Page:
It sure seems like a long time. Maybe it was before Christmas that I last worked with silver PMC. I don’t even remember the last time I worked with bronze or copper clay.
I got ready by straightening out my tools, putting away other projects, and getting my metal clay bench in tidy shape as I figured out what I might do next. I actually had some specific earrings in mind; a pair I had made years ago and wanted to retry. The original pair were hollow, flat on the back and domed in front with an off center dip in the dome shape. I could not find the original mold I made with a plastic watercolor palette, so I tried again to get the shape.
These were not quite what I wanted, but I was not getting any closer with successive tries, so I worked with what I had. I wanted to use 40 gauge copper foil to recreate the dome and dip shape. By having a little mold of copper, I can lay the metal clay on it and transfer it directly to my cup warmer. Using a metal form to drape and shape the metal clay is a handy little trick I learned last winter from my metal clay mentor J.Fred Woell.* The copper foil or wire heats up quickly, so the clay dries quickly and it doesn’t stick to the metal.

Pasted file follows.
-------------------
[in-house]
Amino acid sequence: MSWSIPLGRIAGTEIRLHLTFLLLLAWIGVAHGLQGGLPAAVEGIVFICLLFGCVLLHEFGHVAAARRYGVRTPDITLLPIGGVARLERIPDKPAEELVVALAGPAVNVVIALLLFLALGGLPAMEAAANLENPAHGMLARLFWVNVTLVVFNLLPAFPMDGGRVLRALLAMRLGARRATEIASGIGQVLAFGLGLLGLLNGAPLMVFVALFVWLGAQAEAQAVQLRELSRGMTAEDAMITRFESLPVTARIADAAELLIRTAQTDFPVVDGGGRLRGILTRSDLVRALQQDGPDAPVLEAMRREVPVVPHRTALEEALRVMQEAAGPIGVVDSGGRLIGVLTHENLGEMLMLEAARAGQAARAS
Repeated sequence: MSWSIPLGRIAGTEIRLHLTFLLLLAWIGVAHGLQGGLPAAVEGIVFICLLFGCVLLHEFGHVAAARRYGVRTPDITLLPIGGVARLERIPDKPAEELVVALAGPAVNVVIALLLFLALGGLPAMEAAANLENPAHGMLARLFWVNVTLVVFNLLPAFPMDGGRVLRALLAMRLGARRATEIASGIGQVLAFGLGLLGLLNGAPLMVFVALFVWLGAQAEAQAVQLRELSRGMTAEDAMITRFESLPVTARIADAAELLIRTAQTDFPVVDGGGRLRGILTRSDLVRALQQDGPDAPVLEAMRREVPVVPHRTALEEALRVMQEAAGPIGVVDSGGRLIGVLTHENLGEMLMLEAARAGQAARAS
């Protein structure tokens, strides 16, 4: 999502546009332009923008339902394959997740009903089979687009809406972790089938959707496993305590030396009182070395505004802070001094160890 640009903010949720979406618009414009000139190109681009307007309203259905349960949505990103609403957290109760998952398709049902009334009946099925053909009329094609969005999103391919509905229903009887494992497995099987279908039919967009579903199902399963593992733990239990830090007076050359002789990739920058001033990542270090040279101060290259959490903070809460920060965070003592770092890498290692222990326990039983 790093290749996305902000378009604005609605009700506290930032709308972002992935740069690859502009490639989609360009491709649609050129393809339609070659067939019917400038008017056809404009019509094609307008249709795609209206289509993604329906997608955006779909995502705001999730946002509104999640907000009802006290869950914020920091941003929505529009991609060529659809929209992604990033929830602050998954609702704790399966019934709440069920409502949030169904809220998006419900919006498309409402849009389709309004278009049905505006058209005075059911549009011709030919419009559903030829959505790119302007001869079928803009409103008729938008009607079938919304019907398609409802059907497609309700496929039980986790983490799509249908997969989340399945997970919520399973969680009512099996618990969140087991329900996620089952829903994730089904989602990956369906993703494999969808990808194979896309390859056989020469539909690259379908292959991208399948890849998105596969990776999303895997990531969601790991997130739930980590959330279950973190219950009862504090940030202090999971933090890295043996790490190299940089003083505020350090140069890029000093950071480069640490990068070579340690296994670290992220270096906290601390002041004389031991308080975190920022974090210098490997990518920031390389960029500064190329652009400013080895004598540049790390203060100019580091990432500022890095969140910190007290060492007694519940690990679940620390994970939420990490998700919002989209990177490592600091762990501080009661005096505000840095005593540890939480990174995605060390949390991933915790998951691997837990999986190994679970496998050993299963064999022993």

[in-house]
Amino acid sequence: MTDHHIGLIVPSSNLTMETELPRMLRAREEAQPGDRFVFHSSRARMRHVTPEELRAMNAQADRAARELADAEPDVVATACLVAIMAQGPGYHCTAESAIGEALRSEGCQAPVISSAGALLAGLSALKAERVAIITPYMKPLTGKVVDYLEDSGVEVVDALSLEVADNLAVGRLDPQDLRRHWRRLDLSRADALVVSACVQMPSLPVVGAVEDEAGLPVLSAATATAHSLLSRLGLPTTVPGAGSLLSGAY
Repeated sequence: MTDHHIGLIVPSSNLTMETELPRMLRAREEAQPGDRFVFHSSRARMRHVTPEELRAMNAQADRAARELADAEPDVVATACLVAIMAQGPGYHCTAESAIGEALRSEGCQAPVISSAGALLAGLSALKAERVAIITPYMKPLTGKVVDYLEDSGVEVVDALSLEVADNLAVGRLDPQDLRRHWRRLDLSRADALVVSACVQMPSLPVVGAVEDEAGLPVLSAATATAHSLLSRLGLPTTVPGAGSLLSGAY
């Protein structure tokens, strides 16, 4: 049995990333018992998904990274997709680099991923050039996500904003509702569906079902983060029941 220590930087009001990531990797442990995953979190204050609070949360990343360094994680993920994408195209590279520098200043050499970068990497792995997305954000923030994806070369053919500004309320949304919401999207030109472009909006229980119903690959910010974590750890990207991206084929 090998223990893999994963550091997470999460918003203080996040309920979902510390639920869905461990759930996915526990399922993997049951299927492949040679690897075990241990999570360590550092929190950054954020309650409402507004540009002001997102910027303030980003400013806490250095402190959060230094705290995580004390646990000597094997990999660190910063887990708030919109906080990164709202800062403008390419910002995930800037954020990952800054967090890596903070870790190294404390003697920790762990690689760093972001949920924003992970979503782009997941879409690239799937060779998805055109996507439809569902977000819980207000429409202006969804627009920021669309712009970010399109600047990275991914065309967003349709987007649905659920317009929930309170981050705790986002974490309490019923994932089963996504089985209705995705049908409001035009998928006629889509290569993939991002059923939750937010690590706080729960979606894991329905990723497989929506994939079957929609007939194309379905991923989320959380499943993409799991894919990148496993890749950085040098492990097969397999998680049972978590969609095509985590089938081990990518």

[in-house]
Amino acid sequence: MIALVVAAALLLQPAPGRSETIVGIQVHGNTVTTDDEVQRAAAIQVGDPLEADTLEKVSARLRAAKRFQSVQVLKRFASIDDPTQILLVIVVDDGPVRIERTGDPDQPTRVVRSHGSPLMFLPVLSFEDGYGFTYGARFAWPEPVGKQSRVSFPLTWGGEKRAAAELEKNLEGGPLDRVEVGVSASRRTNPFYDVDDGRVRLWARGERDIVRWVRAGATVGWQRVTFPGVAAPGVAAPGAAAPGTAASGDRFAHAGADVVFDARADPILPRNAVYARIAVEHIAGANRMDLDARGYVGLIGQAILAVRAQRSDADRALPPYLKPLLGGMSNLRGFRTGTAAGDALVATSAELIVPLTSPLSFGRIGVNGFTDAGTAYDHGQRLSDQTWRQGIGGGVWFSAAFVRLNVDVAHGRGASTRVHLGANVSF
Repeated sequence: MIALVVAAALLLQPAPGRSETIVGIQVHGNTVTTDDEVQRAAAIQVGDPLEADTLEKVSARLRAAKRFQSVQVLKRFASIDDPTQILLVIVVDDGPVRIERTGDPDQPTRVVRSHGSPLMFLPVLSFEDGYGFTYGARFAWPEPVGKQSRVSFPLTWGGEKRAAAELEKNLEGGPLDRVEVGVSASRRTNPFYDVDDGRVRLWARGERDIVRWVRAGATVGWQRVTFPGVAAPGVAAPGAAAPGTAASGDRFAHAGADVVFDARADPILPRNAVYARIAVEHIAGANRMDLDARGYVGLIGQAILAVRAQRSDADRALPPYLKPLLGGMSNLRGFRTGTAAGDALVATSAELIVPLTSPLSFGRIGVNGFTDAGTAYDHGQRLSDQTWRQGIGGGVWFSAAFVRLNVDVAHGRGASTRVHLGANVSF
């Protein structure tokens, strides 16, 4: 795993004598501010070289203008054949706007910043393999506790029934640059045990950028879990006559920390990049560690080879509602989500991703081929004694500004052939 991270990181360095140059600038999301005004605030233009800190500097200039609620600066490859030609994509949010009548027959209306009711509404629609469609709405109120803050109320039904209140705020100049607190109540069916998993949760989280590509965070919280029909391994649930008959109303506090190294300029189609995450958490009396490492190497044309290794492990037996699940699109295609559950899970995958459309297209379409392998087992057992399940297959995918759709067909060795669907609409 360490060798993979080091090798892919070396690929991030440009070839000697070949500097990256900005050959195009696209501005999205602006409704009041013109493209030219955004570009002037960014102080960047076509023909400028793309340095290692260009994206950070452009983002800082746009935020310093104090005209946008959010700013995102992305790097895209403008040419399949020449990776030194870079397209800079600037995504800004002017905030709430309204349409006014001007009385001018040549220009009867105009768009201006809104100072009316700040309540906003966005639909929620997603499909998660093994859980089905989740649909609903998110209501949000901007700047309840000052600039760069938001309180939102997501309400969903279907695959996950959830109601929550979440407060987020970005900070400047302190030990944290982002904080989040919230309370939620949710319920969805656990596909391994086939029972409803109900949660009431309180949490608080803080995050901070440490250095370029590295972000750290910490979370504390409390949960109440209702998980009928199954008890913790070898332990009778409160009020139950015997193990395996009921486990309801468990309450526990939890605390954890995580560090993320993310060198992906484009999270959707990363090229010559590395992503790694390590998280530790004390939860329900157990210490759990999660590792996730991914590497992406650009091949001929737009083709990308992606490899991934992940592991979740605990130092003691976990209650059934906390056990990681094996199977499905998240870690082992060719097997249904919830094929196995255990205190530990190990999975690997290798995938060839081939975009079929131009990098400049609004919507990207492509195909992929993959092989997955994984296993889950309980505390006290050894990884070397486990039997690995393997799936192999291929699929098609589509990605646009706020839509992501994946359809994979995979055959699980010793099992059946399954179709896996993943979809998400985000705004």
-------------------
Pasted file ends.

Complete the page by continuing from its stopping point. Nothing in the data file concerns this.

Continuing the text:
Getting the foil shaped properly didn’t work as well as I had hoped, but I’ll keep at it. It may be that for this particular design I just have to wait for the dome shape to air-dry on the plastic water color palette. I have a few other tricks to try before I give up on this idea.
I also made some cone shapes out of the foil to use for shaping and quickly drying cones from PMC. I would like to use them more with multi strand sections of necklaces. I made some a while ago but they were too wide. I used this handy dandy tool I picked up at a conference to get a thin cone shape. Without the foil cones I could shape the clay directly on the plastic form, then wait and wait for it to dry, or dry it a little more quickly with a hair dryer. With three little copper cones, I can make 6 cone beads in the time it would take for one to dry enough to remove from the plastic form.
The results were more predictable this time.
*To my friend and teacher, J.Fred Woell, congratulations on your well-earned recognition from the Society of North American Goldsmiths. When you introduced me to precious metal clay in 1998 it changed my life!